The euro’s rally (FOREX:EURUSD) to a six-month high after the trading bloc emerged from its longest-ever recession is set to reverse, trading patterns show, as the impact of the stronger economy is overwhelmed by the U.S. paring stimulus.
A measure known as the euro’s moving average convergence-divergence gauge fell below its signal line last week, with momentum turning negative after the currency climbed to $1.3452 on Aug. 20, data compiled by Bloomberg show. The euro surpassed the upper limit of its 20-day Bollinger band gauge, which also signals a turnaround.
While the euro area’s economy grew 0.3% from April to June, ending six straight quarters of contraction, economists surveyed by Bloomberg still see gross domestic product shrinking 0.6% this year, compared with a 1.6% expansion in the U.S. The European Central Bank’s plan to keep borrowing costs low while the Federal Reserve prepares to reduce stimulus will also weigh on the euro.
“There’s a gap in monetary policy between the U.S. and Europe,” Kengo Suzuki, the chief currency strategist in Tokyo at Mizuho Securities Co., a unit of Japan’s third-biggest bank, said in an Aug. 23 phone interview. “Despite some positive signs in economic data of late, it’s too early to discuss the reduction of monetary easing, and that will cap the euro’s upside.”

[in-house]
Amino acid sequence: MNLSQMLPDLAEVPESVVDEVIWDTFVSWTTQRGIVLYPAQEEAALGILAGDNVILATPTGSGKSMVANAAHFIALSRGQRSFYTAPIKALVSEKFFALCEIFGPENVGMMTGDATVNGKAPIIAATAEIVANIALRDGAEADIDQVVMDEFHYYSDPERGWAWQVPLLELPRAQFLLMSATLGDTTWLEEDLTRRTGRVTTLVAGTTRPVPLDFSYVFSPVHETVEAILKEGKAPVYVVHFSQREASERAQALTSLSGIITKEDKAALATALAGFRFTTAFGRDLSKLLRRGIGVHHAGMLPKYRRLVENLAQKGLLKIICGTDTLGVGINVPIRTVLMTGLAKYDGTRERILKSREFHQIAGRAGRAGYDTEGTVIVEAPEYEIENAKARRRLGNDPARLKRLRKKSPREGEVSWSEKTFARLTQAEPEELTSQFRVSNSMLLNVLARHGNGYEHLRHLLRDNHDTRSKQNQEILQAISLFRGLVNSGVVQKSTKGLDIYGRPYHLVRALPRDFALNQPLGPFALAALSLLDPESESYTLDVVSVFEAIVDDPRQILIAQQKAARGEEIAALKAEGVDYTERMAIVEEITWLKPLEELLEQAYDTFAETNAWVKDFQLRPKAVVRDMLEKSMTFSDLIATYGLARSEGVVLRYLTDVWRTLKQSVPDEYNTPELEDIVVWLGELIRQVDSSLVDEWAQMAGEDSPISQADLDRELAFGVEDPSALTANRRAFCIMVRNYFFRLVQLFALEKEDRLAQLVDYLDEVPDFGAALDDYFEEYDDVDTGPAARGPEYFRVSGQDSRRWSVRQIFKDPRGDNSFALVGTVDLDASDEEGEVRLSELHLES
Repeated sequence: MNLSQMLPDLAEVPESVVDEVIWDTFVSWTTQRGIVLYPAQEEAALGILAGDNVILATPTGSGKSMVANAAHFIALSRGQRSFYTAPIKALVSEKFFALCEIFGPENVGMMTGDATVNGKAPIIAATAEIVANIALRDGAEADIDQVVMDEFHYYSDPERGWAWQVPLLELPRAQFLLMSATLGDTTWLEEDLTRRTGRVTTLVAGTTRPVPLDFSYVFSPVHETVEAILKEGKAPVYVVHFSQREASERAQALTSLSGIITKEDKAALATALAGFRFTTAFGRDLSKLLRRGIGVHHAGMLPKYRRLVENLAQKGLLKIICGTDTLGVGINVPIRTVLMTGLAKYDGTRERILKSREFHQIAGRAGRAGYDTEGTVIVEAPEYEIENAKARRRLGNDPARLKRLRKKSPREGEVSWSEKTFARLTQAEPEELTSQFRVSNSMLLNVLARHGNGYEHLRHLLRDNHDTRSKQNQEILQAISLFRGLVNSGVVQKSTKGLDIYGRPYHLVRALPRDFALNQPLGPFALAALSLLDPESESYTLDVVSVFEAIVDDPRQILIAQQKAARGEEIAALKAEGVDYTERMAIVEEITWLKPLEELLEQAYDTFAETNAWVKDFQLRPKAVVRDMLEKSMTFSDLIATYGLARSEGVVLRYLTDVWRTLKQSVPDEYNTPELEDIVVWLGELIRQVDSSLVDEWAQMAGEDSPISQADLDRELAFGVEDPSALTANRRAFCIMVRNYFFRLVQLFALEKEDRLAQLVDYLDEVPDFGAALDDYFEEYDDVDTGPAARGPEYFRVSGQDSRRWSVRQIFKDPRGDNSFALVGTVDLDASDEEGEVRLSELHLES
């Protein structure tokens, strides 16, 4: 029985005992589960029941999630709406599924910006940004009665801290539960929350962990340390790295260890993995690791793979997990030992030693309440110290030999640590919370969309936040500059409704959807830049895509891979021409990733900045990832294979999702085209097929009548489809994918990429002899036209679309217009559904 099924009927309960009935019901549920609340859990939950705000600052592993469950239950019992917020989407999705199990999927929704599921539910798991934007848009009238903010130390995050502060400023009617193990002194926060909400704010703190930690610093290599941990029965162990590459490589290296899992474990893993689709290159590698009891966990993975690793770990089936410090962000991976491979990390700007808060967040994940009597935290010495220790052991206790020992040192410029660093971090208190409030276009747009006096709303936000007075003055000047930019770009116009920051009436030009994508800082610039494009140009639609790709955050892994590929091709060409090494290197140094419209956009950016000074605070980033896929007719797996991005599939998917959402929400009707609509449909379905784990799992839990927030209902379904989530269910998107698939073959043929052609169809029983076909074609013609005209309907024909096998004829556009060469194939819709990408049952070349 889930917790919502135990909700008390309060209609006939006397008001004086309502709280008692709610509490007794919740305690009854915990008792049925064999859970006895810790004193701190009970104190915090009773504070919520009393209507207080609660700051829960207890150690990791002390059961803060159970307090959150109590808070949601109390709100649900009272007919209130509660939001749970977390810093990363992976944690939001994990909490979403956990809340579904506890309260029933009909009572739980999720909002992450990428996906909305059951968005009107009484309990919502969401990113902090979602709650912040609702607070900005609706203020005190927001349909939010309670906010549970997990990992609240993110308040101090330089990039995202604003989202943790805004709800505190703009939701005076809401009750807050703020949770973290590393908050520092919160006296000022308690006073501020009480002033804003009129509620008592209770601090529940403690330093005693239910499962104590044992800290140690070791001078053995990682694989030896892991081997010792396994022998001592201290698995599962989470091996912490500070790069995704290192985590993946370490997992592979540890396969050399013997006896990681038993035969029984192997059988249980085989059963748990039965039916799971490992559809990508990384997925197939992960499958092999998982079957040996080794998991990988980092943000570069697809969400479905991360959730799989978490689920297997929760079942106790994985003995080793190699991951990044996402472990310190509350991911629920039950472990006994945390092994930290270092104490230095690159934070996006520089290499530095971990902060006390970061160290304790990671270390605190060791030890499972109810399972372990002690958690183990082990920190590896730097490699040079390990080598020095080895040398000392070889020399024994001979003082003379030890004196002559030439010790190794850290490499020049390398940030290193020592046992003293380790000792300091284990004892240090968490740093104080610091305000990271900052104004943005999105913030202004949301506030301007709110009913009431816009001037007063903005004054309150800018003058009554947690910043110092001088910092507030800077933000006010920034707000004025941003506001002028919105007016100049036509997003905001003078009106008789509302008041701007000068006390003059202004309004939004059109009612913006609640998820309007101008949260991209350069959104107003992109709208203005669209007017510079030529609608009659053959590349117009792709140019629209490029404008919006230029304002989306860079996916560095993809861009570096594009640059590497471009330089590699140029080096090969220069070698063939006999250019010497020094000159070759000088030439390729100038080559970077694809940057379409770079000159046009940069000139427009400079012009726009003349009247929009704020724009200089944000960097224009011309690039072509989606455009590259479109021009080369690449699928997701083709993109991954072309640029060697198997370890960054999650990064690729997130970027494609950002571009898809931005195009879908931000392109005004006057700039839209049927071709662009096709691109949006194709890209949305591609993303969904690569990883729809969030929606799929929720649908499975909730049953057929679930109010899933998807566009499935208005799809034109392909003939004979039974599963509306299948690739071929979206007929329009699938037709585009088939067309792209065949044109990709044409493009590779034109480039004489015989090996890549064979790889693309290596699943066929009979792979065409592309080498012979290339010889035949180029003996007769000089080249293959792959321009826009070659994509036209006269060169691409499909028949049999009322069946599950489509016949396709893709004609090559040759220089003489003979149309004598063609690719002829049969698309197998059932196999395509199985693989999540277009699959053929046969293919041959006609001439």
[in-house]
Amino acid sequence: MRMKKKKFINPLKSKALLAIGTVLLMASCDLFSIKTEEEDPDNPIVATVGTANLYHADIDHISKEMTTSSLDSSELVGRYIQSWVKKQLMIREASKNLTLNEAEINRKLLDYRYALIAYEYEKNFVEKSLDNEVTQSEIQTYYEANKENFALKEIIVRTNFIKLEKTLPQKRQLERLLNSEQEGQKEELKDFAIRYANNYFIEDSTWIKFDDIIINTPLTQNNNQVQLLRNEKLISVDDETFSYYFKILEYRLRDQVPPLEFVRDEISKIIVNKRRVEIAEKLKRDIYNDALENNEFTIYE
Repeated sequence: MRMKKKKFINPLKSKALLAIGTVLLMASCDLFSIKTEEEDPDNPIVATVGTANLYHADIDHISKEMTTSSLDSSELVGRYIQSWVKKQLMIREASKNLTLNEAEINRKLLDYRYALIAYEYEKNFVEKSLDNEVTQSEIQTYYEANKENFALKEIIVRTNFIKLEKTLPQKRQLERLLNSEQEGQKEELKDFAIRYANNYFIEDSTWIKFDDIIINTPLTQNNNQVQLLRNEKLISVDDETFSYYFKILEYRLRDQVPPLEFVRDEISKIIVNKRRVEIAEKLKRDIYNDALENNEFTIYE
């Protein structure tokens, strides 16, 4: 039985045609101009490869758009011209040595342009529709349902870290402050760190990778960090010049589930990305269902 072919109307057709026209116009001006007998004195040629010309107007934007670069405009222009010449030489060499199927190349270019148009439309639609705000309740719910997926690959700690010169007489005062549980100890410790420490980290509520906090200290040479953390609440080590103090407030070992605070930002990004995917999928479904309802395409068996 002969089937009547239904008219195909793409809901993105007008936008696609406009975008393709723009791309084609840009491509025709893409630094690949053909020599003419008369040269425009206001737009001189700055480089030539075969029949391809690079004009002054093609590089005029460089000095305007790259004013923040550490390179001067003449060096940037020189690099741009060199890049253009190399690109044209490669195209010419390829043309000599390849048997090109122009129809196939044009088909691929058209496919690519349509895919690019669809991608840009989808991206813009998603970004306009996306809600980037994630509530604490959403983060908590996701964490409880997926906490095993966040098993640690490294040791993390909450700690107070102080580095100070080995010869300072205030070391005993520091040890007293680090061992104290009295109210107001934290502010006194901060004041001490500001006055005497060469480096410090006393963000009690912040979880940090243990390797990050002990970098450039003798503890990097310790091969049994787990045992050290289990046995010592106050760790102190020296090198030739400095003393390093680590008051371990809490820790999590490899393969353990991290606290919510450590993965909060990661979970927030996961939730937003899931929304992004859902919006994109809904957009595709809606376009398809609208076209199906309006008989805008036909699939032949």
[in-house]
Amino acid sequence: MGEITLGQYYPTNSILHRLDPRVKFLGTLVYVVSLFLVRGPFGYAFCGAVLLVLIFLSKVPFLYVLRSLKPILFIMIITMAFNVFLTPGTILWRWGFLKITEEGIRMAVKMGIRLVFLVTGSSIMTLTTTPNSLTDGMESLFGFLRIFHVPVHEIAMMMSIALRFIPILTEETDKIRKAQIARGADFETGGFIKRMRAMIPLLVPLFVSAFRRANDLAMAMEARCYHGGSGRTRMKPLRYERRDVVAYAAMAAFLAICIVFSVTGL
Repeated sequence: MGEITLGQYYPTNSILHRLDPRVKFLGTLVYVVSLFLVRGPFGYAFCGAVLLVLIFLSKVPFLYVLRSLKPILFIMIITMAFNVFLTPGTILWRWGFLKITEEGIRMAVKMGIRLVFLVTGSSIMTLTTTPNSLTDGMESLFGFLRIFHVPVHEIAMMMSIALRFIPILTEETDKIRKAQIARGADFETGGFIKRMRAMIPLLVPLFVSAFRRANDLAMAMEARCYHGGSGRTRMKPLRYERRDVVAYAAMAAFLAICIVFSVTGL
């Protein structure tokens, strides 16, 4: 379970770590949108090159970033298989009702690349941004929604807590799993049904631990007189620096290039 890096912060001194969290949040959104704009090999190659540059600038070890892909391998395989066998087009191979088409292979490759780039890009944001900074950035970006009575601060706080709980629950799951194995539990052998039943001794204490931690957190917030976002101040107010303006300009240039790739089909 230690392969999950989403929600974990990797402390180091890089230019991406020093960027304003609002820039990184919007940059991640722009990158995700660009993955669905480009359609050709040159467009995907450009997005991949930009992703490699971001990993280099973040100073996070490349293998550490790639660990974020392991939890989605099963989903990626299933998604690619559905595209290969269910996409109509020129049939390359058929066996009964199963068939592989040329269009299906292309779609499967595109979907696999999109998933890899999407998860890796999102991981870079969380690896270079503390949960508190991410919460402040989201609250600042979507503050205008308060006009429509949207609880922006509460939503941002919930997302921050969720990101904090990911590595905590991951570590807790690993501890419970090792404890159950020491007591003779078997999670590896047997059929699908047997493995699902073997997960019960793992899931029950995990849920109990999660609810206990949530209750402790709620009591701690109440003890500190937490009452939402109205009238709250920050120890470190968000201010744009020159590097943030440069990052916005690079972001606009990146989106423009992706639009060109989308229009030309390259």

The euro rose almost 5% against the dollar in the seven weeks from July 9 to the end of last week and was at $1.3383 as of 9:49 a.m. in New York, little changed from its close on Aug. 23. Mizuho’s Suzuki sees it dropping toward $1.30 in the next two months, while the median forecast of more than 60 analysts surveyed by Bloomberg has the currency tumbling to $1.27 by year-end.
The euro “is already topping out” and a decline below $1.3307 will add evidence to this, Axel Rudolph, a London-based technical analyst at Commerzbank AG, wrote in an Aug. 23 report. The currency may reach about $1.28 in one to three months, Rudolph wrote.
Europe’s 17-nation shared currency has defied bears for more than a year, strengthening even as member states including Greece and Portugal struggled to pay their debts and civil unrest spread across the south of the continent.
The euro advanced 6.5% against a basket of nine major currencies including the greenback and pound this year, the most of any of its peers, Bloomberg Correlation-Weighted Indexes show.